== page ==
Skip to main content

COVID-19 and doctor emigration: the case of Ireland



Since the 2008 recession, Ireland has experienced large-scale doctor emigration. This paper seeks to ascertain whether (and how) the COVID-19 pandemic might disrupt or reinforce existing patterns of doctor emigration.


This paper draws on qualitative interviews with 31 hospital doctors in Ireland, undertaken in June–July 2020. As the researchers were subject to a government mandated work-from-home order at that time, they utilised Twitter™ to contact potential respondents (snowball sampling); and conducted interviews via Zoom™ or telephone.


Two cohorts of doctors were identified; COVID Returners (N = 12) and COVID Would-be Emigrants (N = 19). COVID Returners are Irish-trained emigrant doctors who returned to Ireland in March 2020, just as global travel ground to a halt. They returned to be closer to home and in response to a pandemic-related recruitment call issued by the Irish government. COVID Would-be Emigrants are hospital doctors considering emigration. Some had experienced pandemic-related disruptions to their emigration plans as a result of travel restrictions and border closures. However, most of the drivers of emigration mentioned by respondents related to underlying problems in the Irish health system rather than to the pandemic, i.e. a culture of medical emigration, poor working conditions and the limited availability of posts in the Irish health system.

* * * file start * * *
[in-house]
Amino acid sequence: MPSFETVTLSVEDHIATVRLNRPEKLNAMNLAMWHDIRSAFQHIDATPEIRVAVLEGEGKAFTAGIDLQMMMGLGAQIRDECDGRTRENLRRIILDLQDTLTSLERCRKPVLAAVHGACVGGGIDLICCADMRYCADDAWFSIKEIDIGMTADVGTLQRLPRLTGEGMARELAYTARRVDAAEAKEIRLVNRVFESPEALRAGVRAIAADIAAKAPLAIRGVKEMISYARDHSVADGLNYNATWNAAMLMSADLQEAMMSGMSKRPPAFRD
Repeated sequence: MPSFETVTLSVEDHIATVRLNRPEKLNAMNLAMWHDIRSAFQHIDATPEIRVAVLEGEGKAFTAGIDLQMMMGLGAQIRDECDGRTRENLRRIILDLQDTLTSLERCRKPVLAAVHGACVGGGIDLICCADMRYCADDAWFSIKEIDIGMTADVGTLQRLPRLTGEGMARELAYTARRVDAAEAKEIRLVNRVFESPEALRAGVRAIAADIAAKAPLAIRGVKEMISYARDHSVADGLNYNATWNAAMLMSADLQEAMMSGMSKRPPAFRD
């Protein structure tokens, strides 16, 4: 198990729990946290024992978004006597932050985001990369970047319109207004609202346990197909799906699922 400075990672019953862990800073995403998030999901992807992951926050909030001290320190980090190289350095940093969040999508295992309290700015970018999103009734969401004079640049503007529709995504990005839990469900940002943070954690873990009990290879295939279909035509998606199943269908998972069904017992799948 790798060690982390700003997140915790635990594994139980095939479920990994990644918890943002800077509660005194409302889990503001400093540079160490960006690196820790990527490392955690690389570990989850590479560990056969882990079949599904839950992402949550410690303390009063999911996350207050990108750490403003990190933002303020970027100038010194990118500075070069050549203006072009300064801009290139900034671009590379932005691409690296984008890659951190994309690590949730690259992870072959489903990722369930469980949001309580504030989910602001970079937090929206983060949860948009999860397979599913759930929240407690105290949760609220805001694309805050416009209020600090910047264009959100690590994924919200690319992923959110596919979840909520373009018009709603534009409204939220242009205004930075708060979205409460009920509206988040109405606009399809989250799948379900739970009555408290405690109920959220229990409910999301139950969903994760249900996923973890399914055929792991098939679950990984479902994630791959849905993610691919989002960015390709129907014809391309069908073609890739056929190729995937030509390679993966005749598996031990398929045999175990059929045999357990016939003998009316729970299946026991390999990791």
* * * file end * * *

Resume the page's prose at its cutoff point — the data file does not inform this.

This paper illustrates how the pandemic intensified and reinforced, rather than radically altered, the dynamics of doctor emigration from Ireland. Ireland must begin to prioritise doctor retention and return by developing a coherent policy response to the underlying drivers of doctor emigration.

Peer Review reports


The Irish health system and the COVID-19 pandemic